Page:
Conceptualizing Through Questioning
Coming up with an idea can be difficult. Coming up with a GOOD idea is even more challenging. There are times when one faces a creative drought, when those AHA moments feel as if they are never going to happen and solutions are elusive. We’re left with that frustrating feeling of being “stuck.” But what if we focus less on finding answers and spent more time asking questions? For this Design Tip of the Week, I’d like to share the approach of conceptualizing through questioning.
We often ask practical, straightforward questions to determine situations and starting points in a design project. This includes figuring out the budget, timeline, audience, company history and goals. While figuring out these aspects help in sparking some ideas and providing direction for aesthetics, sometimes we still get stuck. When this happens, ask even more questions.
What is the medium?
How long will a person have to experience it?
What does it need to feel like?
Should it be masculine or feminine?
What do similar things out there look like? What is being done that is successful? What is not?
What associations people do have of ________?
What is too typical or cliché? How can I make it unique?
Is this boring?
Is this too strange?
Is this too simple? Is it too complex?
More specific questions can certainly help in making particular decisions. Say you are choosing a color palette for a new aromatherapy clinic. “What colors are relaxing, yet encouraging and supportive?” Another example: perhaps you’re having trouble picking a typeface for a new BBQ restaurant owned by a renown chef. You may want to ask yourself, “What typeface communicates the idea of being established, yet not too fancy in that the viewer feels they have to wear a suit and tie or elegant dress?” (After all, it is still a BBQ joint, and not, say, a French gourmet restaurant.) These questions keep us focused, reminding who and what we are designing for.
Boosting Imagination Through Questioning
There are times the right solution requires the strangest, most unorthodox approach. The new Old Spice commercials are a perfect example. They are absolutely fantastically random and hilariously imaginative, which resulted in a large increase of sales. How does one even come up with this stuff? Well, a great way to expand our minds into those inconceivable, brilliant territories is through, again, questioning. But not normal, pragmatic ones. I’m talking really weird questions, force-you-to-think-out-of-the-box-but-then-realize-there-is-no-box-and-that-your-imagination-has-the-potential-that-equates-to-a-space-whale-being-born-from-a-supernova-weird.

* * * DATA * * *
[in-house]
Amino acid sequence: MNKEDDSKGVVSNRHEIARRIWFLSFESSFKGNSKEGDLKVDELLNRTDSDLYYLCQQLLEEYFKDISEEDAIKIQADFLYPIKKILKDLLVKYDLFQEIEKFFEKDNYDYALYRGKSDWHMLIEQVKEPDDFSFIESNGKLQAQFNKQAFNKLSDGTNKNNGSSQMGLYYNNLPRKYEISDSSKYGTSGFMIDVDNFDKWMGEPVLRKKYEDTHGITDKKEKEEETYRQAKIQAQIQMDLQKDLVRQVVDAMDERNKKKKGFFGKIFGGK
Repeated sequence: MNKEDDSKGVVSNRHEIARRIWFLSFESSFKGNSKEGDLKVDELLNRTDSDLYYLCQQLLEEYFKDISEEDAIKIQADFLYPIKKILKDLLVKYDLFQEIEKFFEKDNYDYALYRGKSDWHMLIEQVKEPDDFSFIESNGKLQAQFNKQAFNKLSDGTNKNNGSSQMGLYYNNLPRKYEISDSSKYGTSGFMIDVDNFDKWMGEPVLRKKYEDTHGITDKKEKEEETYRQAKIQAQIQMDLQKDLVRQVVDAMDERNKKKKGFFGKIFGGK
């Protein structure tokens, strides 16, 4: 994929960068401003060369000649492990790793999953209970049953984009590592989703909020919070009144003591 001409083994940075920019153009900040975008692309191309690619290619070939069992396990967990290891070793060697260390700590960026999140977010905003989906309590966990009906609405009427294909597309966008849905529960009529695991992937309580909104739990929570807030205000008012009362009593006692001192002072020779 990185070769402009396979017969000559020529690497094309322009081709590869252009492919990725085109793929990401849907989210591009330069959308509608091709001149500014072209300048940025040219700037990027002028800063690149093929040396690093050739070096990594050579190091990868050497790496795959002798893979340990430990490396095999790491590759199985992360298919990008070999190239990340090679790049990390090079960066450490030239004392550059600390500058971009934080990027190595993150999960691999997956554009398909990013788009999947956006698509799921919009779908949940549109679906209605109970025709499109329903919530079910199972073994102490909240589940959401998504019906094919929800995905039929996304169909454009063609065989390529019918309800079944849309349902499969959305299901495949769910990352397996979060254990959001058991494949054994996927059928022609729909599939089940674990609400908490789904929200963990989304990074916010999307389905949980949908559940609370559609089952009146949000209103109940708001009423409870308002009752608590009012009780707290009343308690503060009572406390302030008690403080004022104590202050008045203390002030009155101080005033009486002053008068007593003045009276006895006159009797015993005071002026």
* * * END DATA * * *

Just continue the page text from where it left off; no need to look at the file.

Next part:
I stumbled upon this idea when I was sketching one morning at a coffee shop, however I was facing the problem of not knowing what to draw. I ended up doing some loose figural sketches. The one figure I drew had this strong, heroic pose, and for whatever reason, it sparked a strange question: “I wonder what this figure would look like as a deity of nature?” From there my imagination ran wild and I delved into more abstract concepts. “What would this figure look like if he was composed of a wood and iron?” I began visualizing gnarled, bark-like forms fusing with a mechanical, hard-edge appearance. I jotted down my thoughts, and from them I hope to create a new series of drawings.
I went from not knowing what to draw to coming up with a concept for a new body of artwork. And it all resulted from me asking just one, very weird and random question. Because what I was asking was so strange, my imagination was unhindered by obvious answers. Possibilities were endless.
I encourage you to try it out. Ask yourself ridiculous, bizarre questions. Your mind will launch an expedition of thoughts. Practicality and logic are of no concern. The more extraordinary the question, the better! Here are a few that I came up with:
How would you design a poster for an audience that is blind?
What if there was a device that could conduct positive emotions and use them to charge your cell phone? What would the device be called? What would the promotional campaign be?
If you had a robot companion, what functions would be programmed into it? Based off of those functions, what would its appearance be?
What would a computer keyboard look like if we had an extra finger?
What if umbrellas had hyper-efficient solar panels on them?
What would the mission statement be of a non-profit organization that had the ability to control weather forecasts?
Phew! This was quite a long Design Tip of the Week, so thank you for reading. Again, questioning can be extremely useful, from establishing aesthetic directions, helping make specific visual decisions and boosting one’s imagination. Remember, the answers and solutions will come. All you have to do is ask the right questions.